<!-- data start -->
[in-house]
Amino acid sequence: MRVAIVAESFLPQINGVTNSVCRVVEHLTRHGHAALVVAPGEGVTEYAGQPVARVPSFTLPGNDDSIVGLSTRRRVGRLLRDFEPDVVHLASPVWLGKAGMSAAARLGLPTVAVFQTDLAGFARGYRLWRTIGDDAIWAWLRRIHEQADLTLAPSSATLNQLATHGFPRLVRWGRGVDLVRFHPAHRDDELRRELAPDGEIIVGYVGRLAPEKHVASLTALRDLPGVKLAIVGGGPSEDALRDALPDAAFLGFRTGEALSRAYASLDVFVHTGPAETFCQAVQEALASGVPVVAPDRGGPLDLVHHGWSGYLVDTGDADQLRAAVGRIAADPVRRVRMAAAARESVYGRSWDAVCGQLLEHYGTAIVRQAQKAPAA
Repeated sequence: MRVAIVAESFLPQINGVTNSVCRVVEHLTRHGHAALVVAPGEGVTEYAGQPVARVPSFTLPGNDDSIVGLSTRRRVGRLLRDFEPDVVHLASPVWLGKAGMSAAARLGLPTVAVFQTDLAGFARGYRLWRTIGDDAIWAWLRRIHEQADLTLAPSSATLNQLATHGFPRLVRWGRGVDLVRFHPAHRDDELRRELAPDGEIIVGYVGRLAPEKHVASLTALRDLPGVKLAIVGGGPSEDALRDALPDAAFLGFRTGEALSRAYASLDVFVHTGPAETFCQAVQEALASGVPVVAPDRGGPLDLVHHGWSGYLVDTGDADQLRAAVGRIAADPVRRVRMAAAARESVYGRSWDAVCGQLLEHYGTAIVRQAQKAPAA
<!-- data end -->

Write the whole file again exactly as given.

[in-house]
Amino acid sequence: MRVAIVAESFLPQINGVTNSVCRVVEHLTRHGHAALVVAPGEGVTEYAGQPVARVPSFTLPGNDDSIVGLSTRRRVGRLLRDFEPDVVHLASPVWLGKAGMSAAARLGLPTVAVFQTDLAGFARGYRLWRTIGDDAIWAWLRRIHEQADLTLAPSSATLNQLATHGFPRLVRWGRGVDLVRFHPAHRDDELRRELAPDGEIIVGYVGRLAPEKHVASLTALRDLPGVKLAIVGGGPSEDALRDALPDAAFLGFRTGEALSRAYASLDVFVHTGPAETFCQAVQEALASGVPVVAPDRGGPLDLVHHGWSGYLVDTGDADQLRAAVGRIAADPVRRVRMAAAARESVYGRSWDAVCGQLLEHYGTAIVRQAQKAPAA
Repeated sequence: MRVAIVAESFLPQINGVTNSVCRVVEHLTRHGHAALVVAPGEGVTEYAGQPVARVPSFTLPGNDDSIVGLSTRRRVGRLLRDFEPDVVHLASPVWLGKAGMSAAARLGLPTVAVFQTDLAGFARGYRLWRTIGDDAIWAWLRRIHEQADLTLAPSSATLNQLATHGFPRLVRWGRGVDLVRFHPAHRDDELRRELAPDGEIIVGYVGRLAPEKHVASLTALRDLPGVKLAIVGGGPSEDALRDALPDAAFLGFRTGEALSRAYASLDVFVHTGPAETFCQAVQEALASGVPVVAPDRGGPLDLVHHGWSGYLVDTGDADQLRAAVGRIAADPVRRVRMAAAARESVYGRSWDAVCGQLLEHYGTAIVRQAQKAPAA